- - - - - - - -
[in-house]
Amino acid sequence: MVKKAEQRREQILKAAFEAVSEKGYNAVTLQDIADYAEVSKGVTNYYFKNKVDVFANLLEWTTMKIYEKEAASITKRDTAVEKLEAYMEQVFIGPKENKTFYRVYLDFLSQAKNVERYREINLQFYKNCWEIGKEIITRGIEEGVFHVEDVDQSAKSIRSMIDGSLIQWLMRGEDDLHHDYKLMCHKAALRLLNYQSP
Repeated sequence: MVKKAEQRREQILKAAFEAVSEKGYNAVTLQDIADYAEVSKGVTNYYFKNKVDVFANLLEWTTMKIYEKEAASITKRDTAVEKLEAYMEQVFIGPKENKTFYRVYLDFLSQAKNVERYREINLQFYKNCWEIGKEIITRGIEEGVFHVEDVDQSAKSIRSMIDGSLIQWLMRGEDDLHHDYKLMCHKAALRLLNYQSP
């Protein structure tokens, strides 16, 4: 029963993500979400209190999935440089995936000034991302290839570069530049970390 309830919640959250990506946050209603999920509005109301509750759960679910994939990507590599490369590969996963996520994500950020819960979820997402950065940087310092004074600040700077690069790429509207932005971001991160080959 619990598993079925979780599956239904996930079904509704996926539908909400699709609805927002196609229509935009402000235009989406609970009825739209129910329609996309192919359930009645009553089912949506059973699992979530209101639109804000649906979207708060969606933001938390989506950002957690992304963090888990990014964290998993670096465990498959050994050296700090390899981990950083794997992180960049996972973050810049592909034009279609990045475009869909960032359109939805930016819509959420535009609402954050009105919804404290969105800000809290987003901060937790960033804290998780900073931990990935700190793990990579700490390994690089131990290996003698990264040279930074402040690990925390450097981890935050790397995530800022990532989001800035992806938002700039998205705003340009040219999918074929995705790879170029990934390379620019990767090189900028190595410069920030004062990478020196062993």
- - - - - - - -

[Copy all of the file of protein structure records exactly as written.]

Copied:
[in-house]
Amino acid sequence: MVKKAEQRREQILKAAFEAVSEKGYNAVTLQDIADYAEVSKGVTNYYFKNKVDVFANLLEWTTMKIYEKEAASITKRDTAVEKLEAYMEQVFIGPKENKTFYRVYLDFLSQAKNVERYREINLQFYKNCWEIGKEIITRGIEEGVFHVEDVDQSAKSIRSMIDGSLIQWLMRGEDDLHHDYKLMCHKAALRLLNYQSP
Repeated sequence: MVKKAEQRREQILKAAFEAVSEKGYNAVTLQDIADYAEVSKGVTNYYFKNKVDVFANLLEWTTMKIYEKEAASITKRDTAVEKLEAYMEQVFIGPKENKTFYRVYLDFLSQAKNVERYREINLQFYKNCWEIGKEIITRGIEEGVFHVEDVDQSAKSIRSMIDGSLIQWLMRGEDDLHHDYKLMCHKAALRLLNYQSP
């Protein structure tokens, strides 16, 4: 029963993500979400209190999935440089995936000034991302290839570069530049970390 309830919640959250990506946050209603999920509005109301509750759960679910994939990507590599490369590969996963996520994500950020819960979820997402950065940087310092004074600040700077690069790429509207932005971001991160080959 619990598993079925979780599956239904996930079904509704996926539908909400699709609805927002196609229509935009402000235009989406609970009825739209129910329609996309192919359930009645009553089912949506059973699992979530209101639109804000649906979207708060969606933001938390989506950002957690992304963090888990990014964290998993670096465990498959050994050296700090390899981990950083794997992180960049996972973050810049592909034009279609990045475009869909960032359109939805930016819509959420535009609402954050009105919804404290969105800000809290987003901060937790960033804290998780900073931990990935700190793990990579700490390994690089131990290996003698990264040279930074402040690990925390450097981890935050790397995530800022990532989001800035992806938002700039998205705003340009040219999918074929995705790879170029990934390379620019990767090189900028190595410069920030004062990478020196062993």